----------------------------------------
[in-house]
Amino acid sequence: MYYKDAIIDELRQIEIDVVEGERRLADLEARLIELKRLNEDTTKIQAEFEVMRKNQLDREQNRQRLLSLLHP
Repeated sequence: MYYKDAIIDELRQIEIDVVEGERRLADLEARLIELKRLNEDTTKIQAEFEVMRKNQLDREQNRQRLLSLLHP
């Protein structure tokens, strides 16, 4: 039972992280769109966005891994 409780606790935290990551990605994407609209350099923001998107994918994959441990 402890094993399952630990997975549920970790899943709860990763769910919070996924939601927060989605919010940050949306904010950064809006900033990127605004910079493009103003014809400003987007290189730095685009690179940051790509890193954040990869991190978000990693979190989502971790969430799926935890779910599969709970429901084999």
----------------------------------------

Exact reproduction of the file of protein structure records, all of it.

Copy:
[in-house]
Amino acid sequence: MYYKDAIIDELRQIEIDVVEGERRLADLEARLIELKRLNEDTTKIQAEFEVMRKNQLDREQNRQRLLSLLHP
Repeated sequence: MYYKDAIIDELRQIEIDVVEGERRLADLEARLIELKRLNEDTTKIQAEFEVMRKNQLDREQNRQRLLSLLHP
């Protein structure tokens, strides 16, 4: 039972992280769109966005891994 409780606790935290990551990605994407609209350099923001998107994918994959441990 402890094993399952630990997975549920970790899943709860990763769910919070996924939601927060989605919010940050949306904010950064809006900033990127605004910079493009103003014809400003987007290189730095685009690179940051790509890193954040990869991190978000990693979190989502971790969430799926935890779910599969709970429901084999």